Our pals Eric Dexheimer and St. John Barned-Smith at the Houston Chronicle have performed a great mitzvah by analyzing traffic stop data from Texas' Sandra Bland Act to identify the most prolific Texas speed traps.
They found 21 small town agencies giving out more than 500 tickets per officer per year, making up up to 40% of municipal budgets. Anti-speed-trap laws passed by the Legislature, they found, are riddled with loopholes and seldom enforced.
Remarkably, "It doesn’t take many officers to affect a small city’s bottom line. Wells didn’t have an active police force in 2017 and collected less than $10,000 in fines. When it reactivated the department a year later, fine collections rose to $592,865."
Another example: "In Riesel, Chief Danny Krumnow is adamant: When his two officers aren’t working other calls, they better be working traffic. State data show about 87 percent of motorists stopped last year drove away with a ticket. Municipal court fines last year made up more than half of the town’s general fund." Perhaps unsurprisingly:
Many of the state’s most aggressive traffic enforcers shared key characteristics: small towns situated on busy high-speed thoroughfares where the speed limit quickly drops from highway to local-street speeds — or even lower where school zones intersect roads. Virtually all of the departments had fewer than a dozen officers.
Your correspondent was quoted in the story, citing data first published in this blog post back in April. Because no MSM news outlet has covered it, most people even in law enforcement don't realize traffic enforcement in Texas has plummeted over the last decade, with the number of tickets given declining by more than half from 2008 to 2020. (Notably, non-traffic citations declined by a similar amount over the same period.)
The logic of traffic enforcement is that it improves safety by decreasing traffic violations. But Texas' experience doesn't reflect such a trend. Over the same period, traffic fatalities per mile driven in Texas fluctuated year by year, but ended up slightly lower overall and certainly evinced no large bump in fatalities.
As I asked at the time, "If radically less traffic enforcement seems to have no noticeable impact on traffic fatalities, what precisely were we doing it for?"
The Houston Chronicle story provides at least a partial answer, particularly for small towns: Revenue. Indeed, "In Wells, in East Texas, the chief’s report at every city council meeting consists of a tally of traffic stops and tickets written." That's apparently the only "public safety" metric they care about.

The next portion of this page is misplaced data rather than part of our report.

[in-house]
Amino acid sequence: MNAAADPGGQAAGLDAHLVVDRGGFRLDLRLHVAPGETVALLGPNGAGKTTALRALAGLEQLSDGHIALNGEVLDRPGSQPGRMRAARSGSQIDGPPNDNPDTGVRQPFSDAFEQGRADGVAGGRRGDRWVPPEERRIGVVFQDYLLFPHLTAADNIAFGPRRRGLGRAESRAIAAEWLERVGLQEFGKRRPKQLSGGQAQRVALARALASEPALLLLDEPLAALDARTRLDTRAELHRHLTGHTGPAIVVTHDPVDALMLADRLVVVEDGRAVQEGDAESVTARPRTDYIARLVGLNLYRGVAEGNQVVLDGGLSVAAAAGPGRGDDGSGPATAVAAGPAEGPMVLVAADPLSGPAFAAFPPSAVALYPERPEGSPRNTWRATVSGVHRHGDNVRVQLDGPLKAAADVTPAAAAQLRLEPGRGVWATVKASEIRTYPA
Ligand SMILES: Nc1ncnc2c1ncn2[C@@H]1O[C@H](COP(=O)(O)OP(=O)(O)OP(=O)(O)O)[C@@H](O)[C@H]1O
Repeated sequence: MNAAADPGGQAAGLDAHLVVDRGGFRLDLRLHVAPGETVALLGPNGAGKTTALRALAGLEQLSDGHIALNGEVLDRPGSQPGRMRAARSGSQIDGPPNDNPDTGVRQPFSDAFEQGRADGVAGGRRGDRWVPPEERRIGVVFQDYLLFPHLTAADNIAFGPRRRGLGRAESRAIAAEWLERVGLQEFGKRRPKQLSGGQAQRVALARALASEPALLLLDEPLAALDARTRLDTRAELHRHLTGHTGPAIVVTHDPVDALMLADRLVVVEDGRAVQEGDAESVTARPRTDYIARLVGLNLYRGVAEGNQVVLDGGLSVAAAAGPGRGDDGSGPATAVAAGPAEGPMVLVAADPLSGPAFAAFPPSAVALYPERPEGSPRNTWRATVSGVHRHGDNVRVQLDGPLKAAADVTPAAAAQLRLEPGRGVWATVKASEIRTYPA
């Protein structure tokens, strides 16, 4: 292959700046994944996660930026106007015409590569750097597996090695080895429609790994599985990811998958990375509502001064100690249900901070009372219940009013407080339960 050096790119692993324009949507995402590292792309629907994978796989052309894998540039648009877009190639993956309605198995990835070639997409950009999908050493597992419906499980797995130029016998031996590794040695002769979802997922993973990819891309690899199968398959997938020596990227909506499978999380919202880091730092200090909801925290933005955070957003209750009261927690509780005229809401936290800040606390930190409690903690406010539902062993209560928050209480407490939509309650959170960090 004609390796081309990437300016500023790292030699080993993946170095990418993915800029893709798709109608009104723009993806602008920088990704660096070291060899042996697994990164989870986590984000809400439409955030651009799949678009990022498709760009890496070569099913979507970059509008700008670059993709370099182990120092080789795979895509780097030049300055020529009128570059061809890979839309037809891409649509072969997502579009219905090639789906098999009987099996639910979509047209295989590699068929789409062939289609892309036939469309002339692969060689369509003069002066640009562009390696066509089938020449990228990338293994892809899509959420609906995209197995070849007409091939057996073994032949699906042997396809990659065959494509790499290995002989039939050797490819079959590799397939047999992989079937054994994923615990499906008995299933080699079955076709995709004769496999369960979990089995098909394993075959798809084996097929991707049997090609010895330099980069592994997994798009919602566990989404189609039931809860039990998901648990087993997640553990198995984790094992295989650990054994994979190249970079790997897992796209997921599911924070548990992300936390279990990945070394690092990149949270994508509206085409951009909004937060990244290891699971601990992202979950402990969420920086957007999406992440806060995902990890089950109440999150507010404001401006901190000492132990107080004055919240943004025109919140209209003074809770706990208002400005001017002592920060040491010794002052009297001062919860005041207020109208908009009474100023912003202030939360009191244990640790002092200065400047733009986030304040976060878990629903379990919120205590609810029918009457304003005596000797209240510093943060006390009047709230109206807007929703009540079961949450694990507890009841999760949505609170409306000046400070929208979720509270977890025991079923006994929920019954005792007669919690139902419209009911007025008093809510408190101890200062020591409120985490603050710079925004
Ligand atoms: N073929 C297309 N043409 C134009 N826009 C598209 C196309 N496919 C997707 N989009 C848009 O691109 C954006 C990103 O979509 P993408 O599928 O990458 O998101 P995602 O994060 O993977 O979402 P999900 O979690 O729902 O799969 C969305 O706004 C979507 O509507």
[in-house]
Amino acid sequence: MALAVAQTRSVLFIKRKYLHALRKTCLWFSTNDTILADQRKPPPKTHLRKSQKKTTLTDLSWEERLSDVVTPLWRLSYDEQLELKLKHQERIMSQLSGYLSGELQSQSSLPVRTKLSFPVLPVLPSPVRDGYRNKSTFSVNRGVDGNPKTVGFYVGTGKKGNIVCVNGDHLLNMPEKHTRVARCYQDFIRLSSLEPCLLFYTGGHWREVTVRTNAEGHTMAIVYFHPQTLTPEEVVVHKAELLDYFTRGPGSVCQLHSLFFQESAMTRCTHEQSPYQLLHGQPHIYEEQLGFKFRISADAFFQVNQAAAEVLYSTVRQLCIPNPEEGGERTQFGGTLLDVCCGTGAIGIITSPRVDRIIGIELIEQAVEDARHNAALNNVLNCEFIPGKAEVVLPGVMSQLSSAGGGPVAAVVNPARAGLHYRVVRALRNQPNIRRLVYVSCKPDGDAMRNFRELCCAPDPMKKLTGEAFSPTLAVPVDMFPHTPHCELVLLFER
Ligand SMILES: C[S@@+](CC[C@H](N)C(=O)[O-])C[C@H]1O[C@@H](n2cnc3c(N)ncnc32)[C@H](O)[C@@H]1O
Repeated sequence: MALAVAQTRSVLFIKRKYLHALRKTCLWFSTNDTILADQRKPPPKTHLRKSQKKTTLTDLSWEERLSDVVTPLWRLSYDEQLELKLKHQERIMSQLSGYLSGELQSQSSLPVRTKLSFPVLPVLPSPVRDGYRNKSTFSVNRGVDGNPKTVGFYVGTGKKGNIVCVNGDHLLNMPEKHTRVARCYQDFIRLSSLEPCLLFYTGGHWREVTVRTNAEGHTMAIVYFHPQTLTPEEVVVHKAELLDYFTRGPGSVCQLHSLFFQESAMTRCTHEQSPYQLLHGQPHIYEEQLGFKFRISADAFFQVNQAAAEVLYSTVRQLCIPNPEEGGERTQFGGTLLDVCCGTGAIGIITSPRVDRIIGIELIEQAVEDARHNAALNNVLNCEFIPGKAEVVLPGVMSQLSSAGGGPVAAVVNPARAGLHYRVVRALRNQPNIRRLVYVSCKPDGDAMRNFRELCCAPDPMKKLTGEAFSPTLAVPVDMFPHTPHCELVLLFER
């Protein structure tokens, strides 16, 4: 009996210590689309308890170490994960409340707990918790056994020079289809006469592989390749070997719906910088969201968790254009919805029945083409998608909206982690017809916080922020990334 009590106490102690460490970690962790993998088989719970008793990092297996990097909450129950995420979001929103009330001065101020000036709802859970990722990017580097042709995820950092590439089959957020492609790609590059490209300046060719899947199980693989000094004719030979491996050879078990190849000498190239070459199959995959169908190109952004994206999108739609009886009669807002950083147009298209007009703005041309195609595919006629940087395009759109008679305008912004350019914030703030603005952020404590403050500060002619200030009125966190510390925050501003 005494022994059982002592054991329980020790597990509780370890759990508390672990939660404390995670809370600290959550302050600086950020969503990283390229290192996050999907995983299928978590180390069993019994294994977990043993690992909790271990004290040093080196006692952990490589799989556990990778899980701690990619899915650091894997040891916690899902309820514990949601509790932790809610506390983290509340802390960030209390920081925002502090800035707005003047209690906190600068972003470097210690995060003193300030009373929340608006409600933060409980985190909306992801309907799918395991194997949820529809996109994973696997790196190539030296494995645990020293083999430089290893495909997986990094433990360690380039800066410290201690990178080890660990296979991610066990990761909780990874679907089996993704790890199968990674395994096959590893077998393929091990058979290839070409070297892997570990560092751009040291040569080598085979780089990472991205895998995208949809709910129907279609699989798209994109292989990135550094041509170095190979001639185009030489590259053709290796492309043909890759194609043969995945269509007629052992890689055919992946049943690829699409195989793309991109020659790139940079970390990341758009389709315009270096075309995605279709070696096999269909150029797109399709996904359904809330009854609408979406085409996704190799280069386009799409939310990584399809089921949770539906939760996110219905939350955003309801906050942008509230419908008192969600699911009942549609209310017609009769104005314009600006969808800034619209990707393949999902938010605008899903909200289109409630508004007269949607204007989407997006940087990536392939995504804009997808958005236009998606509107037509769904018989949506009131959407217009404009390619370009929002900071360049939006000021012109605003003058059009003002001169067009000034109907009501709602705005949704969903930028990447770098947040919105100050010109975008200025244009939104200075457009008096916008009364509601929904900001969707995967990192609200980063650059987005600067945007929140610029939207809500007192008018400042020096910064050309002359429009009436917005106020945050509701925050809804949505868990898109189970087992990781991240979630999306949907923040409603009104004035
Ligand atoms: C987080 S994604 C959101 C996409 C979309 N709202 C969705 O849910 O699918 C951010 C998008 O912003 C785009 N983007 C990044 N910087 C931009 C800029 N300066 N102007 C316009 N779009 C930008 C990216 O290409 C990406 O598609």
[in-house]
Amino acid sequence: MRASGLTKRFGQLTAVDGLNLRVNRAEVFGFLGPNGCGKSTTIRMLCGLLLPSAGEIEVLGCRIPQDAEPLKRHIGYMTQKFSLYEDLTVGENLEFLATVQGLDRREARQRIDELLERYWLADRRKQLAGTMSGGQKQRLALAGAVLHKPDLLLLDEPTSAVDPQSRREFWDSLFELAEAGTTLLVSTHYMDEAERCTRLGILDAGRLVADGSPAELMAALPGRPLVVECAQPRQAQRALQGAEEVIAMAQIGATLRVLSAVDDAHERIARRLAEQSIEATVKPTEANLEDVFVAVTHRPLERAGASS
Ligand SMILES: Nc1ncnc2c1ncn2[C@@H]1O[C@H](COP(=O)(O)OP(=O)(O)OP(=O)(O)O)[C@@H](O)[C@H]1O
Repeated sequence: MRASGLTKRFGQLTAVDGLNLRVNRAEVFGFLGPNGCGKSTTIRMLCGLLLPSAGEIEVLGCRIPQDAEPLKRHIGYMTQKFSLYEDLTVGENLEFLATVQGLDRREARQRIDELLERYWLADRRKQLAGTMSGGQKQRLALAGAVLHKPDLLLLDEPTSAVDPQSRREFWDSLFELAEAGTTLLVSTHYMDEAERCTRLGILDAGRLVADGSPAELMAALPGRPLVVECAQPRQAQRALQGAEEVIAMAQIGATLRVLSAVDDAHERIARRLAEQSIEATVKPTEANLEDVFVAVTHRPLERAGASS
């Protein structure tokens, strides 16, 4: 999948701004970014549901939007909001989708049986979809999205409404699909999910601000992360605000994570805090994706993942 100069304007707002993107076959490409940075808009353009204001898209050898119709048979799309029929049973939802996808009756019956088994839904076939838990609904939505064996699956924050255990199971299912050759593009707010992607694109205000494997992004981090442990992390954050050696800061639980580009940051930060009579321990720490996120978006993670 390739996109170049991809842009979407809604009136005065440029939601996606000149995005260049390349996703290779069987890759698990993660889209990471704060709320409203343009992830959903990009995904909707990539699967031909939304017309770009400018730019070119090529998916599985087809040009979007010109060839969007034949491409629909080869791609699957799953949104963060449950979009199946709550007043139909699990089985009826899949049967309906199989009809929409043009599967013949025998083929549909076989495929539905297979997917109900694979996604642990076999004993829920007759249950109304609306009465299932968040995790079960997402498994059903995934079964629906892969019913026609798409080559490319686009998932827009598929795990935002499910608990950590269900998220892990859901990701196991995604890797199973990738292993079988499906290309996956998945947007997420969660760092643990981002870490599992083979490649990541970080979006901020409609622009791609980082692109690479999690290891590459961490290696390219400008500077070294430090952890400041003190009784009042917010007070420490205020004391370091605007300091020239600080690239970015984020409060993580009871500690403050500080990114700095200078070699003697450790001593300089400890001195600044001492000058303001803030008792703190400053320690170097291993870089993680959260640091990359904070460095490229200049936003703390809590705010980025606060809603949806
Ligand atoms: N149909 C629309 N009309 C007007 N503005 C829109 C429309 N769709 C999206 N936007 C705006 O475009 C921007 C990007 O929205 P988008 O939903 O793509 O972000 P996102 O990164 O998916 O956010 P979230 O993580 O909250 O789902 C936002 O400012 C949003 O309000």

I'd made a comment to the reporters I figured would be controversial:
Others say departments whose officers can afford to spend so much time writing tickets signal a jurisdiction that is over-policed. “These are cops who don’t seem to have much police work to do,” said Henson
But the cops they interviewed corroborated that assessment:
In Gregory, a city of 2,000 across the bay from Corpus Christi whose officers are some of the state’s most prolific ticket-writers, Chief Tony Cano said there was some truth to that.
“Our number of call-outs is low, so I guess you could say they have more opportunity to work traffic,” he said. Although “officers are not encouraged to write tickets, that’s what they do. I’ve seen the numbers and I’m like, whoa, those are high.”
If only he were in a position to do something about it! (smdh)
Grits welcomes this new analysis, and not only because I dislike speed traps and cops who prioritize revenue generation over crime fighting. It also represents the first time data from Texas' Sandra Bland Act has been used in an analysis not focused on racial disparities.
The Sandra Bland data should be a gold mine for law-enforcement research providing extremely detailed information about what goes on at traffic stops at a granular level, allowing robust analyses that to my knowledge couldn't be performed in any other state. But no academic researchers have latched onto the dataset, and before now, MSM reporters who analyzed it were solely focused on racial disparities. That's an important aspect of the new data, but it's by no means the only analysis that can be done with it.
I'm hopeful this article opens the door to more such uses: You can't manage what you don't measure, the saying goes, but the flip side is measurements don't matter if managers don't use them to seek improvements. Identifying speed traps is only one of many useful analyses the Sandra Bland Act data newly allows. But it's a good start.